Tag Archives: Matthew’s Gospel

Seventeenth Sunday Year A: Exposing the human heart

Parable of the hidden treasure Rembrandt

Rembrandt’s painting of the parable

“The kingdom of heaven is like treasure hidden in a field which someone has found…”

The treasure is Jesus.

He’s hidden. But God is hidden only to the degree of our spiritual progress.

The field is the Church.

So, Jesus is hidden in the Church.

The “someone” in the field is every single man and woman on the planet.

Finding the treasure is encountering Jesus.

Selling everything you own to buy the field has several meanings.

You must buy the field, you can’t steal the treasure. Cheating doesn’t work!

The treasure doesn’t come without the field. Jesus doesn’t come without the Church. You don’t just buy-in to the Church, you buy it! You give your life.

It’s a cost you’ll pay willingly, voluntarily, gladly, joyfully and expectantly, you’ll jump at it provided you can see the treasure… not unlike a business man selling so that he can buy to make a killing!

Using the parable what can we work out about those who’ve left the Church?

They were in the field but left it… perhaps they didn’t like something in the field, or someone, perhaps they couldn’t see anything but a bog…

However, according to the parable the real reason people leave the field is that they didn’t find the treasure. Perhaps they didn’t even know there was treasure in it – perhaps they still don’t know!

Simple. The whole God question is very simple, mysterious, but very simple.

Fifteenth Sunday Year A: The basic problem; he has no root in him!

The parables make God and our response to God very simple… because God in his essence is very simple and understanding our response to God is equally as simple.

The seeds fall in various qualities of soil.

Parable of the Sower Matthew 13:1-23

Parable of the Sower Matthew 13:1-23

Now, the first thing we need to understand is that Jesus is describing people – like you and I.

The various qualities of soil represent people and their response to God – and Jesus lists just four broad categories. Does every human response fall into at least one of the four categories?

For the purposes of today‘s homily it’s the second category that grabs my attention. Jesus describes some people as being like seed that “fell on patches of rock where they found little soil and sprang up straight away, because there was no depth of earth; but as soon as the sun came up they were scorched and, not having any roots, they withered away.”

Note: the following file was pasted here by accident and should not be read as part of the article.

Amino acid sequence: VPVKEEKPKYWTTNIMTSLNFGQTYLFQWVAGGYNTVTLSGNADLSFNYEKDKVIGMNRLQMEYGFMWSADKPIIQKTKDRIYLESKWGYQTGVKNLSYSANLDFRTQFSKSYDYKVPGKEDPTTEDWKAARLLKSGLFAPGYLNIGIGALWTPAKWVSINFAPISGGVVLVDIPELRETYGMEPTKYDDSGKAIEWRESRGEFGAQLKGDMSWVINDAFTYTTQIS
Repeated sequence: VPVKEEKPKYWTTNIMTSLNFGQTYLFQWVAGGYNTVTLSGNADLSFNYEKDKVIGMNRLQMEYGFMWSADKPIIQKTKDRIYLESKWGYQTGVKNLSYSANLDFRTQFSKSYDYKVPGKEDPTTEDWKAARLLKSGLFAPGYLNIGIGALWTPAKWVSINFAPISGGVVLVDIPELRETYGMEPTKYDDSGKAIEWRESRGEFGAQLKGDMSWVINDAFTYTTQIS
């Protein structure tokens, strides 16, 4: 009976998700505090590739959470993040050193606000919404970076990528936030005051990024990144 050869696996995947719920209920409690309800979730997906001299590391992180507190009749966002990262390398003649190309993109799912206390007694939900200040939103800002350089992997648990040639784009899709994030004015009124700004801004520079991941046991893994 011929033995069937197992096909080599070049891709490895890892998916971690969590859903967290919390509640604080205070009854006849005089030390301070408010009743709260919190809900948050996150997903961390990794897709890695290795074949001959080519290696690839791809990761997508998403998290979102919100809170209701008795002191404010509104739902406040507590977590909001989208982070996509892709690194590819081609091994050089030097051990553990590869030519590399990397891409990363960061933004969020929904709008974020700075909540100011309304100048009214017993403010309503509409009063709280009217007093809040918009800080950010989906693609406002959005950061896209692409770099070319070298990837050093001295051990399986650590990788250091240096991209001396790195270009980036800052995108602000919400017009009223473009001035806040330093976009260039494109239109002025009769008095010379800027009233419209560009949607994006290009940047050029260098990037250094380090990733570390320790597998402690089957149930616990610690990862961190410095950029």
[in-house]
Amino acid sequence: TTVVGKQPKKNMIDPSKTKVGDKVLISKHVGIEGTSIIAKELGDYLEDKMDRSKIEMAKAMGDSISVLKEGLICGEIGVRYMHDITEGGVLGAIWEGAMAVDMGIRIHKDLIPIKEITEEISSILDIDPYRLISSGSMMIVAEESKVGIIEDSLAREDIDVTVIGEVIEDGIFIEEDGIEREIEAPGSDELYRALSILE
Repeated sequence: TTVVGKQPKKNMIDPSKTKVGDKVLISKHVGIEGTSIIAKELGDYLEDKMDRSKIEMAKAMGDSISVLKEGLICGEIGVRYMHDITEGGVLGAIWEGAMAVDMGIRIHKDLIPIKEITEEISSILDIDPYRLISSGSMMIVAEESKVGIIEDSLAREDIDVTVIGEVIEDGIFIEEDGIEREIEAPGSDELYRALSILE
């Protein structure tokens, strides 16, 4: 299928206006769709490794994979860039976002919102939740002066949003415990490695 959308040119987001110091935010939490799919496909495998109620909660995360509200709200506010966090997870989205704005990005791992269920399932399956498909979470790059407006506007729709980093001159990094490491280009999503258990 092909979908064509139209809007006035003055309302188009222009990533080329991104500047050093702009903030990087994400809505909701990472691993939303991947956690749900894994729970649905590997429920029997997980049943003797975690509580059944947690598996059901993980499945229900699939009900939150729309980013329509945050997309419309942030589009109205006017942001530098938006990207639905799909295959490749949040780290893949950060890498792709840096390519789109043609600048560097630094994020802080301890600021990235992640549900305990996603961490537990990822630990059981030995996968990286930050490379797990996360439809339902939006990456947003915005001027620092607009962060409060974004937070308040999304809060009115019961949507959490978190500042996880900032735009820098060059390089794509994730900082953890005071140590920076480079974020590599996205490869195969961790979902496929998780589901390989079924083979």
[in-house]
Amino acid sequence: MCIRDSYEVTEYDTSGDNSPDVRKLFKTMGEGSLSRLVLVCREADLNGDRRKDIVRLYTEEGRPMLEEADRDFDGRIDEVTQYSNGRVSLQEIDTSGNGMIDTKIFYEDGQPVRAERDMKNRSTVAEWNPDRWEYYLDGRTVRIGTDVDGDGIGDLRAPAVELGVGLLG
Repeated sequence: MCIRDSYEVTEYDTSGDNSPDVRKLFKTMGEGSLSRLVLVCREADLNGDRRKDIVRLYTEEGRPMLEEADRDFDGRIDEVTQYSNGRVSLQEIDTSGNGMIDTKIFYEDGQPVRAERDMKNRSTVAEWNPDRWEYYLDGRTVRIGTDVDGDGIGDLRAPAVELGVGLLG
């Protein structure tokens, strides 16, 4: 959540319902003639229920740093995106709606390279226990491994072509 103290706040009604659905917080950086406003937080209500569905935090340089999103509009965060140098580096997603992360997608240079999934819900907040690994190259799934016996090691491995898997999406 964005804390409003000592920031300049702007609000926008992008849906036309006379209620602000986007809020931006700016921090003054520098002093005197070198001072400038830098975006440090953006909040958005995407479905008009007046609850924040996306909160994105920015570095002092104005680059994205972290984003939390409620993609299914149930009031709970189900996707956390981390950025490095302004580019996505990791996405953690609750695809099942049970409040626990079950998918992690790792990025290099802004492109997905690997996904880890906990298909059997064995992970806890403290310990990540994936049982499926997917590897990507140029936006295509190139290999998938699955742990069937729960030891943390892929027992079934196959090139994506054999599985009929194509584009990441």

I’m sure you’ve often heard me say that I’ve always been a little perplexed by those who leave the Church, particularly by those who leave the Church citing the scandals as the reason. This makes no sense to me but it does point to a deeper truth – a truth which Jesus is suggesting here.

My immediate reaction has always been puzzlement expressed in a question; did they never encounter Christ in the Liturgy – even once, never mind every time or every other time they celebrate the Liturgy – knowing full well that if they had, leaving the Church would be like winning the lotto and failing to claim your winnings! It just doesn’t happen.

Well, here in today‘s Gospel Jesus is making a similar argument suggesting that the reason many people fall away is that they have no root.

This is what I mean when I say that people can come through the doors here for 40 years without ever encountering Christ… they have no root.

So when the sun comes up they’re scorched which means when they encounter trials such as the scandals they fall away – they’re scorched. Of course, Christ knew that this would happen – “obstacles are sure to come… better for him to be thrown into the sea… than that he should lead astray a single one…” Luke 17:1-3

Jesus lists three other categories of people but I’ll look only at one more – briefly.

Some seeds fell among thorns and the thorns grew up and choked them. When Jesus is asked to explain the thorns He says they represent the worries of this world and the lure of riches which choke the life of God out of us!

Now that’s most interesting because I’ve always believed that the basic difference between the believer and the unbeliever is how we spend our time. The most basic reason people do not believe and fall away… has to do with how we spend our time. If I spent my time like you spend yours, I wouldn’t believe either!

In conclusion, here in the parable of the sower Christ demolishes our arguments for falling away and for unbelief.

He makes it… simple!